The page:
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Venice and Constantinople: Latin Byzantinism

Ortalli Gherardo

Puni tekst: hrvatski, pdf (84 KB) str. 9-20 preuzimanja: 898* citiraj
APA 6th Edition
Gherardo, O. (2004). Mletci i Konstantinopol: latinski bizantinizam. Anali Zavoda za povijesne znanosti Hrvatske akademije znanosti i umjetnosti u Dubrovniku, (42), 9-20. Preuzeto s https://hrcak.srce.hr/11045
MLA 8th Edition
Gherardo, Ortalli. "Mletci i Konstantinopol: latinski bizantinizam." Anali Zavoda za povijesne znanosti Hrvatske akademije znanosti i umjetnosti u Dubrovniku, vol. , br. 42, 2004, str. 9-20. https://hrcak.srce.hr/11045. Citirano 22.10.2019.
Chicago 17th Edition
Gherardo, Ortalli. "Mletci i Konstantinopol: latinski bizantinizam." Anali Zavoda za povijesne znanosti Hrvatske akademije znanosti i umjetnosti u Dubrovniku , br. 42 (2004): 9-20. https://hrcak.srce.hr/11045
Harvard
Gherardo, O. (2004). 'Mletci i Konstantinopol: latinski bizantinizam', Anali Zavoda za povijesne znanosti Hrvatske akademije znanosti i umjetnosti u Dubrovniku, (42), str. 9-20. Preuzeto s: https://hrcak.srce.hr/11045 (Datum pristupa: 22.10.2019.)
Vancouver
Gherardo O. Mletci i Konstantinopol: latinski bizantinizam. Anali Zavoda za povijesne znanosti Hrvatske akademije znanosti i umjetnosti u Dubrovniku [Internet]. 2004 [pristupljeno 22.10.2019.];(42):9-20. Dostupno na: https://hrcak.srce.hr/11045
IEEE
O. Gherardo, "Mletci i Konstantinopol: latinski bizantinizam", Anali Zavoda za povijesne znanosti Hrvatske akademije znanosti i umjetnosti u Dubrovniku, vol., br. 42, str. 9-20, 2004. [Online]. Dostupno na: https://hrcak.srce.hr/11045. [Citirano: 22.10.2019.]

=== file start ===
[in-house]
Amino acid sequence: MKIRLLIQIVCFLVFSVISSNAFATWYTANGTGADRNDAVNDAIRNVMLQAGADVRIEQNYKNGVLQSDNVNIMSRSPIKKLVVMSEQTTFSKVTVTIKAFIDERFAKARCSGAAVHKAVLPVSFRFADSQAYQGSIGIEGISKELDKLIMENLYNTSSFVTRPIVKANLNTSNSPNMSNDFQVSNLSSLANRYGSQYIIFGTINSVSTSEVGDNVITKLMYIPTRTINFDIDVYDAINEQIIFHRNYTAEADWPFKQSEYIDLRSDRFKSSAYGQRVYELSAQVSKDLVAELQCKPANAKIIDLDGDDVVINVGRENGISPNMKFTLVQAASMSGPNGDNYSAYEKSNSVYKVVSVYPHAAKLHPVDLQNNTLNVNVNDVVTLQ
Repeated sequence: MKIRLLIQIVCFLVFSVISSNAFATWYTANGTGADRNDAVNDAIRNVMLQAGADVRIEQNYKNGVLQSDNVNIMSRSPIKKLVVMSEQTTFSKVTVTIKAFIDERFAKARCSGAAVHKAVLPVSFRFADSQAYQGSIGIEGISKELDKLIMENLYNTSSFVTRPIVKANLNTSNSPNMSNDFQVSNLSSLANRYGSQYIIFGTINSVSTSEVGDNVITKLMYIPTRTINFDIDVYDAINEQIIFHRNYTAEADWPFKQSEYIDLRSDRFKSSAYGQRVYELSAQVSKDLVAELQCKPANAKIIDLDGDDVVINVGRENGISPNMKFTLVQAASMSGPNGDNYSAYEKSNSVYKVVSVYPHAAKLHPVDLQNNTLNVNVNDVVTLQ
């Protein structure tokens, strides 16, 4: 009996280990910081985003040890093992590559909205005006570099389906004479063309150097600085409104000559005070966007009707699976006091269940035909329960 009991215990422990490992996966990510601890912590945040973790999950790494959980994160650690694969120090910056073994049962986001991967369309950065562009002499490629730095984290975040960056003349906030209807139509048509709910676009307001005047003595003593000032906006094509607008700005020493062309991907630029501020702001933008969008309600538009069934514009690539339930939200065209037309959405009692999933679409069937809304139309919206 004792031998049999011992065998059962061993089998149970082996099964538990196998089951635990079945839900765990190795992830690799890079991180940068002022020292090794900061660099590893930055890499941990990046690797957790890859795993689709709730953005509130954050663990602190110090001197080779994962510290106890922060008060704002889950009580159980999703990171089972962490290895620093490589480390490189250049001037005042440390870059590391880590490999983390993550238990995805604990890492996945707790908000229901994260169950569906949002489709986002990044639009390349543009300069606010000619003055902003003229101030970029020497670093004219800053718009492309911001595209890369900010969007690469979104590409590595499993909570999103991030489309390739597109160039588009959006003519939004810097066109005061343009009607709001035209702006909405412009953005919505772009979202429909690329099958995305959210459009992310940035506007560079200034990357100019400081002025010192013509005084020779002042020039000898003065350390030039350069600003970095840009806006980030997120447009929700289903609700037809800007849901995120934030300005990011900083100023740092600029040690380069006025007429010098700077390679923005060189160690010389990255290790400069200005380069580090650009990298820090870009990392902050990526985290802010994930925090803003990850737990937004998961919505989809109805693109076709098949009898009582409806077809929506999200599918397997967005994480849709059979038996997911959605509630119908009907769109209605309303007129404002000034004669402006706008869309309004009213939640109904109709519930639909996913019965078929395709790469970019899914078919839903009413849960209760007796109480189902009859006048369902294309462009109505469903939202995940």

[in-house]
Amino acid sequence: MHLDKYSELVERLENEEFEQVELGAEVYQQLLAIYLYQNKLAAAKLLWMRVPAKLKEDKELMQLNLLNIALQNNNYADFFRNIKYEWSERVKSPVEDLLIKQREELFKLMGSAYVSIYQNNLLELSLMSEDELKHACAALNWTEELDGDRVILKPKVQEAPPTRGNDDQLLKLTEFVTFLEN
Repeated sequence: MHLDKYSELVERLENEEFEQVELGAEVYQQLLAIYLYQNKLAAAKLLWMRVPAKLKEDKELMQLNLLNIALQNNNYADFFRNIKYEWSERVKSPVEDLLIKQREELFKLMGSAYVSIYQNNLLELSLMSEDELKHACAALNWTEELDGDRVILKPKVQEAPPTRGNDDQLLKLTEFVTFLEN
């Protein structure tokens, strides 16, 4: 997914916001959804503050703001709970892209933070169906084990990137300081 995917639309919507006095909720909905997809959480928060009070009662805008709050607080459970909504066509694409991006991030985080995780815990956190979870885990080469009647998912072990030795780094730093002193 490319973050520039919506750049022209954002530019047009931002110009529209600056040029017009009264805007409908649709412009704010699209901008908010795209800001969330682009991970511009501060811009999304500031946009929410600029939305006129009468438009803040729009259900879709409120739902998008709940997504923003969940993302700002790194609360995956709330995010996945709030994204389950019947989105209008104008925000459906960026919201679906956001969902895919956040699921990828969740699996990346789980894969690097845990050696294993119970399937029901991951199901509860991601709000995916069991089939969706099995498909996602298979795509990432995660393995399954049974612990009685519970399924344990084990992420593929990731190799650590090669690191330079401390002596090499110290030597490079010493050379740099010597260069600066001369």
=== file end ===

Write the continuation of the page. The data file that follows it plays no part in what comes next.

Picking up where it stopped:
Sažetak
In his analysis of Veneto-Byzantine relations, the author highlights the Byzantine residues in the rituals and titles which survived in Venice until its fall in 1797. The author underlines that the Venetian attitude to the Byzantine Empire cannot be interpreted exclusively in terms of a dialectical relationship between two distinct entities. As a Byzantine province, Venice remained part of the Empire for a long time after its birth, with the consequent advantages of links with an economically and politically powerful area. Between the Early Middle Ages and the XII century, Venice became largely autonomous and then achieved full independence. Common interests were thus replaced by competition and conflict. The Fourth Crusade and the capture of Constantinople in 1204 marked the overturn of the former relationships and the beginning of a phase described as «Venetocracy». The author’s standpoint is that the above developments cannot properly be explained solely as the result of opposition between two different realities: Venice and Byzantium. We need to think rather of an evolving process taking place within the Byzantine commonwealth, of which Venice was a functioning part. The Latin Byzantinism of Venice and the Greek accent of Byzantium itself gradually affirmed themselves and grew apart to the point where even memory of the common matrix was lost. However, Latin Byzantinism was deeply incorporated in the genetic code of the Venetian state, and even at the fall of the Most Serene Republic practices rooted in Byzantine tradition were still in use, whereas elsewhere they had long disappeared.

Hrčak ID: 11045

URI
https://hrcak.srce.hr/11045

[hrvatski]

Posjeta: 1.841 *